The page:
When you delegate tasks, as much as possible, try not to assign them to your entou... who will be worrying about their gowns and make-up to have the presence of mind to remember. Or, assign a list of things to one person you can trust, as opposed to one small thing that will be easily forgotten:

* one will be in charge of the processional, recessional and offertory people... so assign someone who knows everyone in your wedding party, for even the coordinators cannot guess which ones are the primary/secondary sponsors when even guests are wearing gowns and barongs
* one will be in charge of all wedding ceremony paraphernalia... so he/she would box everything he/she'd have to bring

Better yet, assign a set of colleagues to do all the readings for you... and a set of cousins to do the offertory. That way, they know they're in charge of that particular part of the ceremony and can already cover for each other (heck, it seldom really matters who got to read the passages from the Bible so long as the task was done wonderfully). No more running around looking for one specific person (as if the wine cannot be brought to the altar by some other person). Ushers can be another group of friends. This will facilitate the delivery of the task because they'd know each other and can easily make up for each other's slack, without grievously upsetting other people because one or two turned out unreliable.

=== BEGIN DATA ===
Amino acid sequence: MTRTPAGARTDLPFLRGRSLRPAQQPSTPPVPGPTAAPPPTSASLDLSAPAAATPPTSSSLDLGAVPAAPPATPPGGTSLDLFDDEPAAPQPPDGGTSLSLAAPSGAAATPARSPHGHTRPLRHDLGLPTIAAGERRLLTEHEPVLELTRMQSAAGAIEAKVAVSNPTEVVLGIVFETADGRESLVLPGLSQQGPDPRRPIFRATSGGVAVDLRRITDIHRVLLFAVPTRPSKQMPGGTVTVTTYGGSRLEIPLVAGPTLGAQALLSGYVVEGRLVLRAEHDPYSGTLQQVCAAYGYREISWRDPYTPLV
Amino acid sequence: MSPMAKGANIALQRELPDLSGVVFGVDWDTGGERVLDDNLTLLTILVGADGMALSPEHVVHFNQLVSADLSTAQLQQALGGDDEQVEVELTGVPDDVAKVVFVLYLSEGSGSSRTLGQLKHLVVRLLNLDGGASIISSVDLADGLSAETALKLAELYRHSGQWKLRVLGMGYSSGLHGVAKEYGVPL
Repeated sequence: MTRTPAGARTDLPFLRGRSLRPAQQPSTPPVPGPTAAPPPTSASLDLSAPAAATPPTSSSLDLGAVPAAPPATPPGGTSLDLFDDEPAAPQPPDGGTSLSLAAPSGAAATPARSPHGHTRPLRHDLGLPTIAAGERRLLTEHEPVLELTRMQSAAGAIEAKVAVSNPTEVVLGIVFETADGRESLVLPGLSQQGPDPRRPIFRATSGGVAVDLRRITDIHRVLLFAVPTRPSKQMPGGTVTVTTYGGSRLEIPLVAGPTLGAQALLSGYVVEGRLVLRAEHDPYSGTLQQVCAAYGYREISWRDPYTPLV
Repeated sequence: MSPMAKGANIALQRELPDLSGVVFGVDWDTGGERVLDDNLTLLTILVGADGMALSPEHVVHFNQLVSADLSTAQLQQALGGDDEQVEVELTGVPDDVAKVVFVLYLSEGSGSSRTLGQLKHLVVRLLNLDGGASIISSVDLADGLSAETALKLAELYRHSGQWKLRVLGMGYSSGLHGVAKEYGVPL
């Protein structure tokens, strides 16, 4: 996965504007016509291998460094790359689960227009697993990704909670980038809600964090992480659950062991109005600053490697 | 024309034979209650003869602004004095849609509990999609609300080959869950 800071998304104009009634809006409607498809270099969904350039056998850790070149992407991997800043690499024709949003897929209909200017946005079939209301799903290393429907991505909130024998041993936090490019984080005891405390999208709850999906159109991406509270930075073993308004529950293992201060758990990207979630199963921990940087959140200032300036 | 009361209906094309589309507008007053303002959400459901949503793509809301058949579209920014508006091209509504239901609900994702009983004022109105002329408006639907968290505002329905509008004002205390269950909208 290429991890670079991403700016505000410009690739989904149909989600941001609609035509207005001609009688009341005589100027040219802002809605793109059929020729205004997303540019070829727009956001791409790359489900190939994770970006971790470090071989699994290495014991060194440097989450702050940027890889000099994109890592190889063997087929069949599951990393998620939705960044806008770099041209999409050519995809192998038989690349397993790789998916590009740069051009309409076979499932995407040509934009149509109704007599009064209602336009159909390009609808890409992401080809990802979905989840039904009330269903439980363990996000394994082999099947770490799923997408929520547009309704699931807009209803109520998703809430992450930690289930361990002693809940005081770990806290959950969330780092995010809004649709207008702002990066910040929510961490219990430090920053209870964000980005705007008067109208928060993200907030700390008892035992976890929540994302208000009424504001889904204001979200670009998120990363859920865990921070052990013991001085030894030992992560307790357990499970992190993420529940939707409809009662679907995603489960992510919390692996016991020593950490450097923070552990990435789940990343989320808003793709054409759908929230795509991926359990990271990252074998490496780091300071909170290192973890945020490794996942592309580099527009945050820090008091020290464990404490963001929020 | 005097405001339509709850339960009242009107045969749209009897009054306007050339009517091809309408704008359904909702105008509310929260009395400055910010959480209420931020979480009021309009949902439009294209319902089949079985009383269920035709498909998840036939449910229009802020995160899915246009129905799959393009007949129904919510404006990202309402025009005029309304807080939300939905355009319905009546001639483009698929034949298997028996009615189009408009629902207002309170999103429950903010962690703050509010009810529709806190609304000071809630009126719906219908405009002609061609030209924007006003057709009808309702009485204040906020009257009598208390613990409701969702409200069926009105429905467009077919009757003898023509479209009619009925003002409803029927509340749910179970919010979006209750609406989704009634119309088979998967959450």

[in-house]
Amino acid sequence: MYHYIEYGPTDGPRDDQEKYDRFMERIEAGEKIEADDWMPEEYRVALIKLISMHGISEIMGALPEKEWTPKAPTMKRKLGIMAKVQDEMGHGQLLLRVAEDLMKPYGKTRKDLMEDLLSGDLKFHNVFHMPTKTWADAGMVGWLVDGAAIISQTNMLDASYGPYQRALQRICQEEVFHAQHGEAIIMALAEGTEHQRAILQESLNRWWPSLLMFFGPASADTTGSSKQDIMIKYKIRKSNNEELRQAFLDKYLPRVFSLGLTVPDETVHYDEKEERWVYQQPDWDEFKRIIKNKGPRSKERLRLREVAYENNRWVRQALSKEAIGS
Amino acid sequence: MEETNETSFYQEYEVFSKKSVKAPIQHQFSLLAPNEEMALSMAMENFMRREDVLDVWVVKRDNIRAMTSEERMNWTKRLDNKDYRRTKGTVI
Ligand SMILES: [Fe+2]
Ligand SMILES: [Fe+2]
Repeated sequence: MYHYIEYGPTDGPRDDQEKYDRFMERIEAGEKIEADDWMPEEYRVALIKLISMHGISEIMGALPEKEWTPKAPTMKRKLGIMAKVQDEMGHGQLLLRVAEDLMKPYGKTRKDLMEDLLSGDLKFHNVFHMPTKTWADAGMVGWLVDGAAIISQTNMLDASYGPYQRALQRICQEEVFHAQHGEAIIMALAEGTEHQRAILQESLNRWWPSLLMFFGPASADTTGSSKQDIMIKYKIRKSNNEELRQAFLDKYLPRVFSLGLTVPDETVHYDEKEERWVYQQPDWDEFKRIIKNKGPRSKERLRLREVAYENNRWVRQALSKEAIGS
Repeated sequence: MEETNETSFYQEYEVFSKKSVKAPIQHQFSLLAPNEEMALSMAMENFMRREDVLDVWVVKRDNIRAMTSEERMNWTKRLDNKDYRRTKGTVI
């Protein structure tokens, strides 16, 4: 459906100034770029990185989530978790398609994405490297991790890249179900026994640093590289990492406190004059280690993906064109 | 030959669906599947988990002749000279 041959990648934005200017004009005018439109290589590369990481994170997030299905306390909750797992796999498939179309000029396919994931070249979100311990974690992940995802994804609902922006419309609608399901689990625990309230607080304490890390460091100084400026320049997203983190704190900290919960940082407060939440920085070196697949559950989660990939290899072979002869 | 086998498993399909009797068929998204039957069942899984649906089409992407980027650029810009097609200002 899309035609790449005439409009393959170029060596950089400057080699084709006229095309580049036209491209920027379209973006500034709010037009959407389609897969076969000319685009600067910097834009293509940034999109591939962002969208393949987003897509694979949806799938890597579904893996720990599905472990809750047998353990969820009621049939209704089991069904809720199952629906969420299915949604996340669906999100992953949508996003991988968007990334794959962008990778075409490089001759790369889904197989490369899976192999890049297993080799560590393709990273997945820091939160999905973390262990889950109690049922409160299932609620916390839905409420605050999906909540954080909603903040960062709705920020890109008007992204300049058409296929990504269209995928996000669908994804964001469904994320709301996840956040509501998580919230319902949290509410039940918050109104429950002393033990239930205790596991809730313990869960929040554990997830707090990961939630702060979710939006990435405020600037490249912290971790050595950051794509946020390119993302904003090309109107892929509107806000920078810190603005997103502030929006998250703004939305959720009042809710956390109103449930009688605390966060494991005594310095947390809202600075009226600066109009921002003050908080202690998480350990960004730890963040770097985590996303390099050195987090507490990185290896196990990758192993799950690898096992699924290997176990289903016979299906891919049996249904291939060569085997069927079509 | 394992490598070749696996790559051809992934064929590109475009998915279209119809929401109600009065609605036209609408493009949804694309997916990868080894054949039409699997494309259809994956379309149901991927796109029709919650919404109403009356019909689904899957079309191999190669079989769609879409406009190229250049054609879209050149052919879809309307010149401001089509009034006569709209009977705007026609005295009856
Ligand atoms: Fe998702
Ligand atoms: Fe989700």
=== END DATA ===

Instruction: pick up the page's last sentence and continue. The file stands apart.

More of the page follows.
a. Plan for a longer engagement to have more time to save for the affair.

b. Hiring suppliers early usually gives you protection from price increases (as an incentive for having booked them early).

c. Order two boutonnieres for the groom. If you need a retouch after all that kissing after the ceremony, your groom's buttoniere would also need to be replaced after all those hugging.

d. Cut down the guest list and the wedding party. Each additional guest will mean an extra meal, a bigger bar tab, an invitation and a souvenir. Eight or ten additional guests would mean extra table with centerpiece. Each groomsman or flower girl would mean additional flowers and gift.